Found RockyWoods and chose a number of fabrics. I'd like to get some feedback from those of you who own a pair (of pogies...), bought or DIY:ed.

    Outer shell: 1000D Coated Cordura
    Insulation: 150 Thinsulate Ultra
    Inner shell: 30D Double Silicone Coated Ripstop Nylon (to get the sleeping bag feeling)
    2'' Nylon webbing (for the "joints", sorry for the wording: English is not my mother tongue and sewing is not my major...)

    Living in Sweden, really cold hands and feet. Basically impossible for me to bike between october and april

    So, what's your opinion? Poor/good material choice? Which sewing thread would you recommend? Any use for seam sealers or seam tape?

  59. #59
    mtbr member
    Reputation:
    Join Date
    Jan 2008
    Posts
    113
    Nobody? I know it might be quite early to ask now, but I do need the time until winter to make mistakes...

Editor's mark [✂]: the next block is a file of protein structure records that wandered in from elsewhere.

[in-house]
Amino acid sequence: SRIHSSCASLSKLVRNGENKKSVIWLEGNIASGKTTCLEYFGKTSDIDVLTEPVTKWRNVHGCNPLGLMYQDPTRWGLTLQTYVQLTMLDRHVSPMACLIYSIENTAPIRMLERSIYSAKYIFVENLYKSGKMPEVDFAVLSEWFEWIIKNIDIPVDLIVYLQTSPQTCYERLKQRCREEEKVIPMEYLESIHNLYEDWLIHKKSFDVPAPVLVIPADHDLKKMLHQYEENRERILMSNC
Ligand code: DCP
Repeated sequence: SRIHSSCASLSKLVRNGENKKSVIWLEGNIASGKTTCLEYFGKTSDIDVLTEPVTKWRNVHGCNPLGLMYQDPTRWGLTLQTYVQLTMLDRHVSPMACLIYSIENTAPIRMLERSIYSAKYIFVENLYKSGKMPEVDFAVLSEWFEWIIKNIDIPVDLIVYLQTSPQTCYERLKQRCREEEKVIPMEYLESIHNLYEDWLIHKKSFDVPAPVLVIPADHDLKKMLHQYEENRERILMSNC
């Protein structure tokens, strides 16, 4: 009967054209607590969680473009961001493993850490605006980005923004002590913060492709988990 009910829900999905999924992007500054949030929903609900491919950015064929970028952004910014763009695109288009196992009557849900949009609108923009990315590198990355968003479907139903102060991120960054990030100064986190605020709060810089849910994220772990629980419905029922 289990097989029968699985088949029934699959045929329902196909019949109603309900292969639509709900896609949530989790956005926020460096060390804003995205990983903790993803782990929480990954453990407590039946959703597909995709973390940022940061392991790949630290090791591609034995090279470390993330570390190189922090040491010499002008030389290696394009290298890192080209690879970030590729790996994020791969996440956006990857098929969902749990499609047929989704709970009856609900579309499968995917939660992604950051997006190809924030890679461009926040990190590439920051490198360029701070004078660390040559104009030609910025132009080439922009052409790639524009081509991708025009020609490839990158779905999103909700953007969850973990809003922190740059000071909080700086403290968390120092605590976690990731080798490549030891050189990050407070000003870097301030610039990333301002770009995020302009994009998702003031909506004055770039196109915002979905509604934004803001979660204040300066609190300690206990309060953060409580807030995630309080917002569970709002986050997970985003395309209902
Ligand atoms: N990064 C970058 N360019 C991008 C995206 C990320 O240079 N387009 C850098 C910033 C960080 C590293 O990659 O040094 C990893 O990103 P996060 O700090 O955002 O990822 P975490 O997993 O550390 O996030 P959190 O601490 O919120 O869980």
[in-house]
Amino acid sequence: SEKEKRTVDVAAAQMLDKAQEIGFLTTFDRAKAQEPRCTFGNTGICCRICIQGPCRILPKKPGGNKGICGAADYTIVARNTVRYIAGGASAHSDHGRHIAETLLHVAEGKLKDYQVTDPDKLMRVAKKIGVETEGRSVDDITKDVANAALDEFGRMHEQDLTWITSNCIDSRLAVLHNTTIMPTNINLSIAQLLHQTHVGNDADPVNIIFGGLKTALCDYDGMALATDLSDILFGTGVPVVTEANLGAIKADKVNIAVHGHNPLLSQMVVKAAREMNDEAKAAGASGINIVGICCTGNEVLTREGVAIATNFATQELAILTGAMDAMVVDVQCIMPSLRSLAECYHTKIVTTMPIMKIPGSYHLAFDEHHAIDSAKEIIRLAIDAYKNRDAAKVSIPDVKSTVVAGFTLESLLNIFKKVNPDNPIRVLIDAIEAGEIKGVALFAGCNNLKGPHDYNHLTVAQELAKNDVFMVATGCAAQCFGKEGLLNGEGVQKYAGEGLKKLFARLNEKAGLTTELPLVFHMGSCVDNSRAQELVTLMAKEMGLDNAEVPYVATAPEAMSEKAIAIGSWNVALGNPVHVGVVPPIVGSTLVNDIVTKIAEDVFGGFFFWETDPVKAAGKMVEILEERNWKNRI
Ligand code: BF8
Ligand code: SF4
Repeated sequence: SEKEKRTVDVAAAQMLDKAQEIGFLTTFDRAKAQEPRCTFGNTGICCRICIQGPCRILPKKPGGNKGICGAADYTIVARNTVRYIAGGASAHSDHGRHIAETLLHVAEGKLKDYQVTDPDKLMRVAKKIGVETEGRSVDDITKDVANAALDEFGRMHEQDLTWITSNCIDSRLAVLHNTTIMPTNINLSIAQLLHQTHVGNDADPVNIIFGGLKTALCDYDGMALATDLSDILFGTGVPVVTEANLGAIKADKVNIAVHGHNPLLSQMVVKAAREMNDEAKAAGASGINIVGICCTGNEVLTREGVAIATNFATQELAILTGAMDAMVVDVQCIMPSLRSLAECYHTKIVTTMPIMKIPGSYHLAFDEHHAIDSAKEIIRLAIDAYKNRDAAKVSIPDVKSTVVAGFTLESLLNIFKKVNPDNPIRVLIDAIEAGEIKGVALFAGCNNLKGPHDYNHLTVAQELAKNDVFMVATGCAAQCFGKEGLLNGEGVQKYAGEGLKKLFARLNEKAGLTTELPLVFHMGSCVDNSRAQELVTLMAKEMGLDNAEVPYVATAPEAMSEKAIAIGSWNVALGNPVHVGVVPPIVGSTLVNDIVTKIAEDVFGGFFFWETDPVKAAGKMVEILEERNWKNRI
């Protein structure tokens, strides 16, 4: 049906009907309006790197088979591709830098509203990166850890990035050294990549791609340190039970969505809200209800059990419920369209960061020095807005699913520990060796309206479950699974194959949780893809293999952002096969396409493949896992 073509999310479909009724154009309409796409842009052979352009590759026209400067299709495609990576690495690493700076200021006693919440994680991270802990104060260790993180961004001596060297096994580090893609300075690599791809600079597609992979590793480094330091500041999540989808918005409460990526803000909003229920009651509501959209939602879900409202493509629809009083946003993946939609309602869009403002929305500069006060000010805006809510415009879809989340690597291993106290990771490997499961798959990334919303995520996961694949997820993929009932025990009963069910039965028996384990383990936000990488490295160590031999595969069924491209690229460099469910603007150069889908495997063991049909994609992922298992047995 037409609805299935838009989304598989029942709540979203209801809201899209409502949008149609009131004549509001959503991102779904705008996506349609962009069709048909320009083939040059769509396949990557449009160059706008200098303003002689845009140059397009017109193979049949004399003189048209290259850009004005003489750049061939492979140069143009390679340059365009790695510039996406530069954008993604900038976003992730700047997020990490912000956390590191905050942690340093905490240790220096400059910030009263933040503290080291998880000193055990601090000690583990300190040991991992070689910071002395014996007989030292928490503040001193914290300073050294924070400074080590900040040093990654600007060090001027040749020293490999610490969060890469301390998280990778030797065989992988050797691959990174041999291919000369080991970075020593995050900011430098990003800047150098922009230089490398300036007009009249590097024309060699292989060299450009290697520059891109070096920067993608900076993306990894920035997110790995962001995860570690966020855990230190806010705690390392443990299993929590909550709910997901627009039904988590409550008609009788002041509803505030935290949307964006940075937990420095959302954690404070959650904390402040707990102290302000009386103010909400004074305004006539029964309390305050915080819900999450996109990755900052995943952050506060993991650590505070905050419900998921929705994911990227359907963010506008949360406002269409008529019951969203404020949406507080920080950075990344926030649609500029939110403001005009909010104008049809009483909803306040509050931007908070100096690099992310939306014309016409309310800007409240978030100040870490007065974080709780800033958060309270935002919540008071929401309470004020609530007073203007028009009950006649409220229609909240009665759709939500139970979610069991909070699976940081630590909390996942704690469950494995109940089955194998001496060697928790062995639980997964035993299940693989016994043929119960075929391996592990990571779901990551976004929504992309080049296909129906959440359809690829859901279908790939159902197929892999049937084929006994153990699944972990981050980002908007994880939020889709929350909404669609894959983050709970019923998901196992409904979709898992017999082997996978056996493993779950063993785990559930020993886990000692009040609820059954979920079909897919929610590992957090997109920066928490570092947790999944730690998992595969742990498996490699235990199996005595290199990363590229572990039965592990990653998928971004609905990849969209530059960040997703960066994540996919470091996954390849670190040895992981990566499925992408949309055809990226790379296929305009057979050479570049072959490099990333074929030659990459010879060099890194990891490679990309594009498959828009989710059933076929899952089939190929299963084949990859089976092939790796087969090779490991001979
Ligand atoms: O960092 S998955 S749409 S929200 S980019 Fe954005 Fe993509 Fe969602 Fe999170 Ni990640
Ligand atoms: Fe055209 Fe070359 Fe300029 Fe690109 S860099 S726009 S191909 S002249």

60. #60
    mtbr member
    Reputation: kyttyra's Avatar
    Join Date
    Mar 2012
    Posts
    188
    I made my pogies from cheap windstopper, cheap felt-ish material and faux fur (see previous page of this thread). They are indeed very varm, but should I make a new, improved pair, I would add a liner as the inner of my pogies feels a little rough to bare hands.

    The "felt" was a good choice, as it's stiff and thus the pogies keep their shape quite well. This is good IMO as I have tried some pogies that sag on the handlebars, and although the weight is not big, they begin to feel uncomfortable for arms/wrists after a while for some reason.